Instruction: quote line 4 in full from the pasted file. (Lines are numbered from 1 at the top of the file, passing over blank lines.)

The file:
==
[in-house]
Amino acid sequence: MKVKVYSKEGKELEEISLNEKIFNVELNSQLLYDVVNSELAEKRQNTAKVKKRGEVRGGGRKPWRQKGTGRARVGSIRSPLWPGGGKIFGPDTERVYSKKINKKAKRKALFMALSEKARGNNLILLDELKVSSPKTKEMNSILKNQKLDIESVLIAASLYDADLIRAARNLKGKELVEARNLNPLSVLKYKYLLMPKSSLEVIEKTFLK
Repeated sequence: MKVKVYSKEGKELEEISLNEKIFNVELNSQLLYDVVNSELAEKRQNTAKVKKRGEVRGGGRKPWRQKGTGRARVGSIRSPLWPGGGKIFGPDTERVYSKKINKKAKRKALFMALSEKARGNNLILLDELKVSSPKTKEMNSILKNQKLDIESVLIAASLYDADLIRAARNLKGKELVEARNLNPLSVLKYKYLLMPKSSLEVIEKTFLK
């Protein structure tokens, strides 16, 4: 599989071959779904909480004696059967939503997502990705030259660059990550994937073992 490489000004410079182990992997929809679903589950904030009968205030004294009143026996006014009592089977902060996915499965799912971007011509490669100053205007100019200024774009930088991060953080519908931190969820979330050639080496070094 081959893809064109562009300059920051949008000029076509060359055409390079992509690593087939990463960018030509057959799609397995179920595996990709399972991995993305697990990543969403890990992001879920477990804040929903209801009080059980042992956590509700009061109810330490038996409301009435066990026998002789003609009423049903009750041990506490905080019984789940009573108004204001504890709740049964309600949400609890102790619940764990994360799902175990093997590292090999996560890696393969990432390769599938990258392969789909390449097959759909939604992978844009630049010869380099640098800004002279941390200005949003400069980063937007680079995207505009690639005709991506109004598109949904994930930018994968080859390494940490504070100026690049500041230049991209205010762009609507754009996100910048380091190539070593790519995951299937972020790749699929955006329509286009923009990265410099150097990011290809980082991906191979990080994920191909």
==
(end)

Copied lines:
């Protein structure tokens, strides 16, 4: 599989071959779904909480004696059967939503997502990705030259660059990550994937073992 490489000004410079182990992997929809679903589950904030009968205030004294009143026996006014009592089977902060996915499965799912971007011509490669100053205007100019200024774009930088991060953080519908931190969820979330050639080496070094 081959893809064109562009300059920051949008000029076509060359055409390079992509690593087939990463960018030509057959799609397995179920595996990709399972991995993305697990990543969403890990992001879920477990804040929903209801009080059980042992956590509700009061109810330490038996409301009435066990026998002789003609009423049903009750041990506490905080019984789940009573108004204001504890709740049964309600949400609890102790619940764990994360799902175990093997590292090999996560890696393969990432390769599938990258392969789909390449097959759909939604992978844009630049010869380099640098800004002279941390200005949003400069980063937007680079995207505009690639005709991506109004598109949904994930930018994968080859390494940490504070100026690049500041230049991209205010762009609507754009996100910048380091190539070593790519995951299937972020790749699929955006329509286009923009990265410099150097990011290809980082991906191979990080994920191909």